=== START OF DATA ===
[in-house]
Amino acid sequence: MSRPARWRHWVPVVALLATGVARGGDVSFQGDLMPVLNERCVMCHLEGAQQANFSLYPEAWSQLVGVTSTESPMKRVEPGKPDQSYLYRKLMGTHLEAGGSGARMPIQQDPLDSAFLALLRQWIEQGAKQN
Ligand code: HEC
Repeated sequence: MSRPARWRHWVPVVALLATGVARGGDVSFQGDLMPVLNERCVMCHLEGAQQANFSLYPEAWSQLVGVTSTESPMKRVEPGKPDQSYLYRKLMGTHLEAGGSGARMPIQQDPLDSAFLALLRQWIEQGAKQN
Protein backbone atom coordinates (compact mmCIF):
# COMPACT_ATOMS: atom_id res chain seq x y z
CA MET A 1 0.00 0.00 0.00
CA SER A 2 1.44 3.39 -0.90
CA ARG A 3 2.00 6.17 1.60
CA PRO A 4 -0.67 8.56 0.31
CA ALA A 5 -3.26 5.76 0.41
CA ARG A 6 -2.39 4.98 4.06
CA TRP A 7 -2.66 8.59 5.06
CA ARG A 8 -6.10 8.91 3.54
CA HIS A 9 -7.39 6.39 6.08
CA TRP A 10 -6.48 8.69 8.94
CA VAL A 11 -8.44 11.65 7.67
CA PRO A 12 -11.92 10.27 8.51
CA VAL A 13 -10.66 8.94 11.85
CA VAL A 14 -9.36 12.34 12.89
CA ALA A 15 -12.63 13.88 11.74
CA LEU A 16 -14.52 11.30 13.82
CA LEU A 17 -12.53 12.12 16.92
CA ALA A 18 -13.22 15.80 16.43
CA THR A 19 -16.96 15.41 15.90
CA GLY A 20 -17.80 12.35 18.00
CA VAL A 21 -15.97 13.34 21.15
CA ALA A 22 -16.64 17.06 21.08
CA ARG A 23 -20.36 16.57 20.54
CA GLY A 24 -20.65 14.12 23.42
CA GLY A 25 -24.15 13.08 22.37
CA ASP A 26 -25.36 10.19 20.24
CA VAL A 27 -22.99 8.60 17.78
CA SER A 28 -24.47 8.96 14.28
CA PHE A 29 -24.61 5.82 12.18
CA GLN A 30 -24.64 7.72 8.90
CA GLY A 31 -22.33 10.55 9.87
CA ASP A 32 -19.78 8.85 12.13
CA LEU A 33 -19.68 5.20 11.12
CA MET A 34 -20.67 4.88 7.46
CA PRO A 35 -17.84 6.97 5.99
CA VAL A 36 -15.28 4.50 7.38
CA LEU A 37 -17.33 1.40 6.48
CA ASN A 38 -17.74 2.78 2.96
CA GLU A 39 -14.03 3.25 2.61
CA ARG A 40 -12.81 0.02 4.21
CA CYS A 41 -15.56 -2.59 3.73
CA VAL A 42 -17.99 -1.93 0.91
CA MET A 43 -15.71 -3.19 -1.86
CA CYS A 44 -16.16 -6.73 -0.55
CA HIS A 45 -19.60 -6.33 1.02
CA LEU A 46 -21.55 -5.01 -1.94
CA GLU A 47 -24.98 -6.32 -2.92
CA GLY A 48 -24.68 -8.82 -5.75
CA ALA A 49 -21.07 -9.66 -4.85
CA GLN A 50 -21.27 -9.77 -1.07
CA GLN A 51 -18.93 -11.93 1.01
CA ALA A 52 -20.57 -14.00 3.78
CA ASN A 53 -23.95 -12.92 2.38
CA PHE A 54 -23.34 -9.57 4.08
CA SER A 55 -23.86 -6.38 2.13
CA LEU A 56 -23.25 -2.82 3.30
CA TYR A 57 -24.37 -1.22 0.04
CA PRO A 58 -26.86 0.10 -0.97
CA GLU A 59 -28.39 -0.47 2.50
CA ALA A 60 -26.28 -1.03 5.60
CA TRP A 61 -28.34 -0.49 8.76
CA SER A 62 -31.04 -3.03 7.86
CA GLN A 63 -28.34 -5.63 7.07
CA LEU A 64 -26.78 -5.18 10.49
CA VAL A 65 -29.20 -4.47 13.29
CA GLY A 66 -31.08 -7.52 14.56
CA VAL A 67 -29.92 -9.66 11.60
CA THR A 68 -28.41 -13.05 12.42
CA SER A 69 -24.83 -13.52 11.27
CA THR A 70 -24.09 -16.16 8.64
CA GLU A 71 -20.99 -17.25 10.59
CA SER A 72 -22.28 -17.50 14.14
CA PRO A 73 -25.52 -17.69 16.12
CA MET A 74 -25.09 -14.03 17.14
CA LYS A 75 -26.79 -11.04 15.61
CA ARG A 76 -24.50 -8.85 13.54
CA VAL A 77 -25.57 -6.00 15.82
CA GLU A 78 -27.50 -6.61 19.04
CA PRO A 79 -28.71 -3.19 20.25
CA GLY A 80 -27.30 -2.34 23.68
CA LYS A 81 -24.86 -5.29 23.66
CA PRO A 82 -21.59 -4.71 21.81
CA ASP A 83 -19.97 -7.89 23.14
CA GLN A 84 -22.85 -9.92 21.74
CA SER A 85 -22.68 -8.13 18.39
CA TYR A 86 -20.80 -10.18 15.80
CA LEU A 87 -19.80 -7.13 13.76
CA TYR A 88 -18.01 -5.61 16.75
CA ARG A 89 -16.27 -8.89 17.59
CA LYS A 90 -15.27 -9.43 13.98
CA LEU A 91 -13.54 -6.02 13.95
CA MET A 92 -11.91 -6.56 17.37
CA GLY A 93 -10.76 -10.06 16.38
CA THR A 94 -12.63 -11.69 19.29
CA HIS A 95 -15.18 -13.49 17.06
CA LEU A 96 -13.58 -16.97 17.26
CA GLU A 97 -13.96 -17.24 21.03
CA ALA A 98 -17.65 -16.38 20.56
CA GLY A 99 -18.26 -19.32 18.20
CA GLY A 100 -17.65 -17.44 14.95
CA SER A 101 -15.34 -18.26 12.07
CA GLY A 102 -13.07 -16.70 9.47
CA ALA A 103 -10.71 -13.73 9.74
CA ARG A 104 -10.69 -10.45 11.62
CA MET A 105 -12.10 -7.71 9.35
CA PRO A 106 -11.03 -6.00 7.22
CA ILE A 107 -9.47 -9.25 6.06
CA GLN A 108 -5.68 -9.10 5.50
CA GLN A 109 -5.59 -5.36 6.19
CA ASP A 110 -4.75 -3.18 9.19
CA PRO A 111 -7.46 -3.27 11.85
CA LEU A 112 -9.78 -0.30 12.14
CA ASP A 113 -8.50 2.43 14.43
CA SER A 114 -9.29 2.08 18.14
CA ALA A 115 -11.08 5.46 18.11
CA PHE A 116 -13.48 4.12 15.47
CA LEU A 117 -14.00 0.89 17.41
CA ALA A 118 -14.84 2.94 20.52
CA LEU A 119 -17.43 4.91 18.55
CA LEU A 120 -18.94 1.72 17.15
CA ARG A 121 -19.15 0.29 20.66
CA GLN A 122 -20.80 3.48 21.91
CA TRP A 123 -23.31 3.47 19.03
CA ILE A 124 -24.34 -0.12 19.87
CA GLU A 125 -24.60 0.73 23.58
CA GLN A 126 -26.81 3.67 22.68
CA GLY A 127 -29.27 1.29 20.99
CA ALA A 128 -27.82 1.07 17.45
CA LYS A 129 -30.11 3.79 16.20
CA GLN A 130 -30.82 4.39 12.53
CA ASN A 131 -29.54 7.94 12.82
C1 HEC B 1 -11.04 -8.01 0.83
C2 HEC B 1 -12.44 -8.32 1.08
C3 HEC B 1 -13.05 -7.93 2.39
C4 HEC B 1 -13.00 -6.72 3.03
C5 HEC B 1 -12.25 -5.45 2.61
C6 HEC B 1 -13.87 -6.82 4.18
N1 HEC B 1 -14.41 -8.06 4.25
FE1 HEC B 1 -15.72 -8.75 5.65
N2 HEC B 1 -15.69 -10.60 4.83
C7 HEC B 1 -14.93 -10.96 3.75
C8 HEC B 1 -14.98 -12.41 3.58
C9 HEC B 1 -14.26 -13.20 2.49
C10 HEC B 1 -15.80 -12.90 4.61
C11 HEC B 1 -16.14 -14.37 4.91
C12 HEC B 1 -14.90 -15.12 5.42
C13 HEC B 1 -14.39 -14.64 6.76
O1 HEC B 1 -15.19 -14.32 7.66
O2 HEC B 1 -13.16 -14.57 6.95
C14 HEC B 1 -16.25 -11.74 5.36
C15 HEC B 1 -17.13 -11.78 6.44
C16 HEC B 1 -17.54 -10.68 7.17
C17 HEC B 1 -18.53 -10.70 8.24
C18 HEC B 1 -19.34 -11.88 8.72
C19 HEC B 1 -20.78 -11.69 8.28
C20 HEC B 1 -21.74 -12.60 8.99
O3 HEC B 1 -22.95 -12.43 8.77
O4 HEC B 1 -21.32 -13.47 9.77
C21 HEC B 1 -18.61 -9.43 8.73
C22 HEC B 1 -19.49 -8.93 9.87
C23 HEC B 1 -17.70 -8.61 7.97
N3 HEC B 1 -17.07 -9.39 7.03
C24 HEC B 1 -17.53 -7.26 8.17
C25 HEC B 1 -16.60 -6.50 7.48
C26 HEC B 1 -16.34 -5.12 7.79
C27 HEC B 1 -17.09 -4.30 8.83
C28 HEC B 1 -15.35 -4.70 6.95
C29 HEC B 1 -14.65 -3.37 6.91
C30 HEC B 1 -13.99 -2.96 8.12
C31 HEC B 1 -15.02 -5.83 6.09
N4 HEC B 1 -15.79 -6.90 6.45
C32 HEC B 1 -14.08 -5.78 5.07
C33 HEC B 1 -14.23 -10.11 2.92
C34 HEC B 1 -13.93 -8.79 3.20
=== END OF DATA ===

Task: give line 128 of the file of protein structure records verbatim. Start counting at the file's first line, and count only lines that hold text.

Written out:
CA GLN A 122 -20.80 3.48 21.91